3 years ago

Context-specific effects of genetic variants associated with autoimmune disease.

Wijmenga, Jonkers
Autoimmune diseases such as rheumatoid arthritis and coeliac disease are typical examples of complex genetic diseases caused by a combination of genetic and non-genetic risk factors. Insight into the genetic risk factors (single nucleotide polymorphisms (SNPs)) has increased since genome-wide association studies (GWAS) became possible in 2007 and, for individual diseases, SNPs can now explain some 15-50% of genetic risk. GWAS have also shown that some 50% of the genetic risk factors for individual autoimmune diseases overlap between different diseases. Thus, shared risk factors may converge to pathways that, when perturbed by genetic variation, predispose to autoimmunity in general. This raises the question of what determines disease specificity, and suggests that identical risk factors may have different effects in various autoimmune diseases. Addressing this question requires translation of genetic risk factors to causal genes and then to molecular and cellular pathways. Since >90% of the genetic risk factors are found in the non-coding part of the genome (i.e. outside the exons of protein-coding genes) and can have an impact on gene regulation, there is an urgent need to better understand the non-coding part of the genome. Here, we will outline the methods being used to unravel the gene regulatory networks perturbed in autoimmune diseases and the importance of doing this in the relevant cell types. We will highlight findings in coeliac disease, which manifests in the small intestine, to demonstrate how cell type and disease context can impact on the consequences of genetic risk factors.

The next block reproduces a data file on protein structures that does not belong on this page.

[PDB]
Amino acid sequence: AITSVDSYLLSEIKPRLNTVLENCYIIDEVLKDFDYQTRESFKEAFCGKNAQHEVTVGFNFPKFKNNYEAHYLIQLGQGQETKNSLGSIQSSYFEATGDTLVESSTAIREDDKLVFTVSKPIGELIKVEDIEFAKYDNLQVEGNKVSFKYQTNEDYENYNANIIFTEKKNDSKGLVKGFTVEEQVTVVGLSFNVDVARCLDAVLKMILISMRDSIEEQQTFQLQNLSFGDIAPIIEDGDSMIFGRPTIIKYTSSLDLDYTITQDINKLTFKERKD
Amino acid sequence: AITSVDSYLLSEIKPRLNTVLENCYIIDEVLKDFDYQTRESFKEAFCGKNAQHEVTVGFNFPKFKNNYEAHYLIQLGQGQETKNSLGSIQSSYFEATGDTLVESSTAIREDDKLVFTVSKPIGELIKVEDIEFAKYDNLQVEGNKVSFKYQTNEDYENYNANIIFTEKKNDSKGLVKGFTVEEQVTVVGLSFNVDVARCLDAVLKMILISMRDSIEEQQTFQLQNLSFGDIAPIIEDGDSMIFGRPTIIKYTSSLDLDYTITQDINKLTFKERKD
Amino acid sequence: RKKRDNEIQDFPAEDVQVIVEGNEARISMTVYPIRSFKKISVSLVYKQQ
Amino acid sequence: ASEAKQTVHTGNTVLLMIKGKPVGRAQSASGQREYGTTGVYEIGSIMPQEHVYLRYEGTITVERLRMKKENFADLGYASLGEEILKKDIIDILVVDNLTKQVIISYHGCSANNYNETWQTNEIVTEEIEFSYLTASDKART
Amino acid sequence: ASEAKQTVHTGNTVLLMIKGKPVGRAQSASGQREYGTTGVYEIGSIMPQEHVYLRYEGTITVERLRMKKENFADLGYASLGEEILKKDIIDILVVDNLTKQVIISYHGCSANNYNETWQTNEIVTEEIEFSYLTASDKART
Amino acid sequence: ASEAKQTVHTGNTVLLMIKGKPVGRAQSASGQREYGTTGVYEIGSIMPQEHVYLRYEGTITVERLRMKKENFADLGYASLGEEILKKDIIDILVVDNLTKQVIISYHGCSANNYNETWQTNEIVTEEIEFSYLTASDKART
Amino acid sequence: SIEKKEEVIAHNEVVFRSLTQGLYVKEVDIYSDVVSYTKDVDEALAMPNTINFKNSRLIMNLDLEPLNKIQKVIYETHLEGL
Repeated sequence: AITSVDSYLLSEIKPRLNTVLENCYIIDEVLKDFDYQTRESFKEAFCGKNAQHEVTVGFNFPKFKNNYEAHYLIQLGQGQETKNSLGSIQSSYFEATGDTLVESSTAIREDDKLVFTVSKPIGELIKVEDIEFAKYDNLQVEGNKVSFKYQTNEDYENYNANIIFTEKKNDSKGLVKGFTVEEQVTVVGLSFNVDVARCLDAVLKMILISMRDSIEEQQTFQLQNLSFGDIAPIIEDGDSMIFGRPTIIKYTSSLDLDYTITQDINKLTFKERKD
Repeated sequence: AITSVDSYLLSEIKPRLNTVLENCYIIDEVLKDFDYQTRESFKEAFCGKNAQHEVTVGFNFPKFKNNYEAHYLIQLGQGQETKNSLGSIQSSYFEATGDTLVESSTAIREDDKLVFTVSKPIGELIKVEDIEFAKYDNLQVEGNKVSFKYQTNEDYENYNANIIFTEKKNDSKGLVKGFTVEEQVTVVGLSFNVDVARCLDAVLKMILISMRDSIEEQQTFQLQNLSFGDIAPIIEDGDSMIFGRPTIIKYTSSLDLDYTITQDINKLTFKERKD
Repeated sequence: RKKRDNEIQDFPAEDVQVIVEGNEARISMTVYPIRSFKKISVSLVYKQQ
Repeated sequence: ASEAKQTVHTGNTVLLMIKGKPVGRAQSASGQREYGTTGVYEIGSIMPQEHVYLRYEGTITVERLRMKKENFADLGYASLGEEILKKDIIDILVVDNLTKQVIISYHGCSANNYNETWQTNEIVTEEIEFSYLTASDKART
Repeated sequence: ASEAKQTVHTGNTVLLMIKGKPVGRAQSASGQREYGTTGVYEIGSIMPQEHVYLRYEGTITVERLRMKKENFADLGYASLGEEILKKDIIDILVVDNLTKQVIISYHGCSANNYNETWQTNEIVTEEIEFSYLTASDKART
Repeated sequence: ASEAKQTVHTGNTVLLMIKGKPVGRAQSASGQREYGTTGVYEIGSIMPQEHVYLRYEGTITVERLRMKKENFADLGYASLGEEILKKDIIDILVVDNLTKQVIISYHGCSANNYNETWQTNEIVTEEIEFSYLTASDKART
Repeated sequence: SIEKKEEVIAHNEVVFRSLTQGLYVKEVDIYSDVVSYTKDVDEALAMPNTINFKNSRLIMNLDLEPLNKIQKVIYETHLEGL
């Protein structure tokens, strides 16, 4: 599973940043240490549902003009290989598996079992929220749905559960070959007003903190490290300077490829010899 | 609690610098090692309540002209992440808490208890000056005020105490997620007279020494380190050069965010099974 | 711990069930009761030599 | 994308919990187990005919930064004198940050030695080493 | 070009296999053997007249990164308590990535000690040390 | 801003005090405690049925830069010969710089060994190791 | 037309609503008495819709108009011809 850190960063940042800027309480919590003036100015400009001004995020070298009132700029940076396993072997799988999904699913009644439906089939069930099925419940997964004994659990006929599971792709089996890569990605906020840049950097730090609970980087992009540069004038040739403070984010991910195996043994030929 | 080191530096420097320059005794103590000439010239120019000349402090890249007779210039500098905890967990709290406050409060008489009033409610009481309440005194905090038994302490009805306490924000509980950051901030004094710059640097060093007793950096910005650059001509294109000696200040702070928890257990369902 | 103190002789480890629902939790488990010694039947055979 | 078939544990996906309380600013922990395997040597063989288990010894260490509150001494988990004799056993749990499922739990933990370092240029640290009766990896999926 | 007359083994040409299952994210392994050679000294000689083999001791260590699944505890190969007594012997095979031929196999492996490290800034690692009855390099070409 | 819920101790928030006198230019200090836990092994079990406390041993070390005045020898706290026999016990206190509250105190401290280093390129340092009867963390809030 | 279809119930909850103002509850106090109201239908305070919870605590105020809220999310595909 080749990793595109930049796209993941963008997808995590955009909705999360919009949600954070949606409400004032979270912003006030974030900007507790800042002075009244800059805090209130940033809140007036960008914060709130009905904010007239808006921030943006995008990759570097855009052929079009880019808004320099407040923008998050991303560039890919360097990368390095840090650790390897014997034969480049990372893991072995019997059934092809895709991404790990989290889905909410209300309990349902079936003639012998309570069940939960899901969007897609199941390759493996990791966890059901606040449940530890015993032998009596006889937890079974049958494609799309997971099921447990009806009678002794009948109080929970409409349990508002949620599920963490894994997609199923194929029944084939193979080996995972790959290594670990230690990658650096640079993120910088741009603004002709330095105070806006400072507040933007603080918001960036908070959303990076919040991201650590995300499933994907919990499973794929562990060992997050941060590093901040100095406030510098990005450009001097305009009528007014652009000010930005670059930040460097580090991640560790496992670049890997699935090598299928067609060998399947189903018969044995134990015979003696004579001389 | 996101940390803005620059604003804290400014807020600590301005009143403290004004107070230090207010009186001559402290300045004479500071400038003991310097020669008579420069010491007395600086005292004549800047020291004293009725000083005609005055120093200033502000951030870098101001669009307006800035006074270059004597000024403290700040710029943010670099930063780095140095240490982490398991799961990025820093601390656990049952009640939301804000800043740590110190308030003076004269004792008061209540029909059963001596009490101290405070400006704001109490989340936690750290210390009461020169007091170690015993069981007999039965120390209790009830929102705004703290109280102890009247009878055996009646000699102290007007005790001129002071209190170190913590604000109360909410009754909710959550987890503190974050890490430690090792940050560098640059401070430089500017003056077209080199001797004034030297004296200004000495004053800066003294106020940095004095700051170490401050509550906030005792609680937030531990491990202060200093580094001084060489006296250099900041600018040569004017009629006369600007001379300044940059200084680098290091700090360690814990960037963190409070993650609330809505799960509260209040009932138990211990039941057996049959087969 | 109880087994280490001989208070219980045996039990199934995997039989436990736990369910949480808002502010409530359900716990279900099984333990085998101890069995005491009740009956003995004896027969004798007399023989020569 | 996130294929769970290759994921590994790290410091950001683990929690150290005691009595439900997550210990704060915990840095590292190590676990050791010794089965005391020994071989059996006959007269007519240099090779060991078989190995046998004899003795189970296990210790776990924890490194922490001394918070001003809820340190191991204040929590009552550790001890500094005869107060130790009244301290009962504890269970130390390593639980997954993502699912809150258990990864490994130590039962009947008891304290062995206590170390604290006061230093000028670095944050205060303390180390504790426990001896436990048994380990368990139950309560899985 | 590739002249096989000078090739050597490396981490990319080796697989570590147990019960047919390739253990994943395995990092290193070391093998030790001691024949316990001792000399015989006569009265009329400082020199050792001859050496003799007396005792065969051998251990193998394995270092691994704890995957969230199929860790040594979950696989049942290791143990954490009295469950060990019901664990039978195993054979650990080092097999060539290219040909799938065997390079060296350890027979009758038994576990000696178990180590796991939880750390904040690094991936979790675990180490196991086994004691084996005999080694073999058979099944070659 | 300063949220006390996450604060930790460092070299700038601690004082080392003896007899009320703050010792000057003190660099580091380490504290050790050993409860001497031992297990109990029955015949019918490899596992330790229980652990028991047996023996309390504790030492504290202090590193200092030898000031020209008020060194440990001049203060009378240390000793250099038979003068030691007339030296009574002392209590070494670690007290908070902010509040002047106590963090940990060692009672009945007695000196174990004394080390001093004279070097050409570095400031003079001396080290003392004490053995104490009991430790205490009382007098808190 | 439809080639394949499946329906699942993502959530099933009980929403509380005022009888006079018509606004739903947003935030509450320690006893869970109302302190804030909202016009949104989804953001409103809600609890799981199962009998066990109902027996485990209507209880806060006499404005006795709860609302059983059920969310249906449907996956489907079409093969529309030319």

Publisher URL: http://doi.org/10.1093/hmg/ddx254

DOI: 10.1093/hmg/ddx254

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